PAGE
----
I was pleasantly surprised by Brasov; a nice city with some interesting sites. The main things to see in Brasov are the Town Square and the Black Church, both are definitely worth a visit. There is also a funicular, though we didn’t have the chance to go on it.

Brasov City Centre

The main site in the area, of course, is Bran’s Castle, a.k.a. ‘Dracula’s Castle’. The castle was supposedly one of the residencies of Vlad the Impaler, the man who inspired Bram Stoker’s Dracula. The castle is truly breathtaking and the area definitely gives you that ‘Transylvania feel’. The building is beautiful, especially from the outside. Inside, there are all sorts of exhibits, many on Dracula, though I must say that, to my pleasant surprise, they didn’t overdo it. Bran’s Castle is definitely one of the lost wonders of Europe and is most certainly worth a visit.

Bran’s Castle

In Brasov, we once again rented an apartment, and I can only assume that there is slightly less availability for hostels. In terms of food, we discovered a brilliant restaurant called Gaura Dulce that was cheap and served amazing traditional food of the region. Ticked away behind the Casa Hirscher, Gaura Dulce is a chic traditional restaurant with a great menu. The Goulash Soup and the Sarmalute were particularly good. There was also a great lounge-style bar on the main square, on the same side as the KFC. I cannot remember the name of it, but it was a really nice place, perfect for a couple of drinks after dinner.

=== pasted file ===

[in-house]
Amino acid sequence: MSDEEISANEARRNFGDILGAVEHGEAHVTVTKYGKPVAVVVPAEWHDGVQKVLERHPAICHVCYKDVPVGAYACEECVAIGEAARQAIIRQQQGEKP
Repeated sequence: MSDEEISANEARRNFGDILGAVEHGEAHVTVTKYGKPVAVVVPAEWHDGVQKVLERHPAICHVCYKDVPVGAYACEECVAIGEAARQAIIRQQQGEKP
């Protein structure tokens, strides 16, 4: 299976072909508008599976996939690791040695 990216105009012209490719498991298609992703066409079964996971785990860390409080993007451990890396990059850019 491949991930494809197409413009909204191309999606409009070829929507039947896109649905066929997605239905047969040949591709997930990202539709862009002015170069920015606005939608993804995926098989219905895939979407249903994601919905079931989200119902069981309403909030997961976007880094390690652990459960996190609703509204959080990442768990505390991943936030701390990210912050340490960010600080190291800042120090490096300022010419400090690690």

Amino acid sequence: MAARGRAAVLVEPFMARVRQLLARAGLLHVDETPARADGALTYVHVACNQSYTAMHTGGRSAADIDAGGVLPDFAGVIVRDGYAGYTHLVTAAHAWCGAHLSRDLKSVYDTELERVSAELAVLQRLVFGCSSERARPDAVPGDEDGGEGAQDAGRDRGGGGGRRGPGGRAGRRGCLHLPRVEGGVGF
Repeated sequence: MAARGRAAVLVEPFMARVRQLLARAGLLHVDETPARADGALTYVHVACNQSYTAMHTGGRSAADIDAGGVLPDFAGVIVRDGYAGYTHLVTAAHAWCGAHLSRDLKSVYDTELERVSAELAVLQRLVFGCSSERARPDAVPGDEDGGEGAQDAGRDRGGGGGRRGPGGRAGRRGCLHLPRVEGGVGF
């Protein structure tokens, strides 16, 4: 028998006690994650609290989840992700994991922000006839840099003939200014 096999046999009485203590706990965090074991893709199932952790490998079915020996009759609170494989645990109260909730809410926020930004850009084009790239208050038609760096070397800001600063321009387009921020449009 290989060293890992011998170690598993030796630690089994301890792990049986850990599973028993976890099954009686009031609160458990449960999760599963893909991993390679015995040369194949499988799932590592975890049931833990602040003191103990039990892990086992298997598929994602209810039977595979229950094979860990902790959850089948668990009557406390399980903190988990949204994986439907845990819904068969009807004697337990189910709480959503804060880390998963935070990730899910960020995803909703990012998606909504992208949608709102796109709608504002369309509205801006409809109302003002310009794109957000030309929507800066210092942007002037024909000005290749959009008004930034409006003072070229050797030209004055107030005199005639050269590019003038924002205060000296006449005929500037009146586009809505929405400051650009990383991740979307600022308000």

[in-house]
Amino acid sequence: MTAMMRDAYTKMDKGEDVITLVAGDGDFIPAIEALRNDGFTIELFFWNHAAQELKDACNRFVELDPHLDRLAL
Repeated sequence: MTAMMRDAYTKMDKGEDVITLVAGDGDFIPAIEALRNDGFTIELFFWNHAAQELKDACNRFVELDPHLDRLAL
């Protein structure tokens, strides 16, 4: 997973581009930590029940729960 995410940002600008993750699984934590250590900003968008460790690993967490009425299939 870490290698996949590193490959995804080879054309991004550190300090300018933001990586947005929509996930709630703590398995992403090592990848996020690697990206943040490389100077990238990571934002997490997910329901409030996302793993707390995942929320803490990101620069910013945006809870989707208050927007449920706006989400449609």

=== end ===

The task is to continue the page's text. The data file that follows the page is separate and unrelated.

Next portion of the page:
After Brasov we decided to drive to Sighisoara, a small but stunning little town about 2 hours by car from Brasov. Unfortunately we arrived there at night, but it was definitely worth it. The town is small, quiet, but has some very impressive buildings. The most notable monuments are the beautiful Basilica by the river (which actually had bats flying around it) and the castle where Vlad the Impaler was raised as a child. There are some nice cafes and bars, but not too much else in terms of entertainment. Walking through the town I couldn’t help but feel that a lot more could be done with it as it really is a beautiful place to visit. The drive from Brasov to Sighisoara was particularly good as we drove past the Transylvanian mountains, still covered in snow.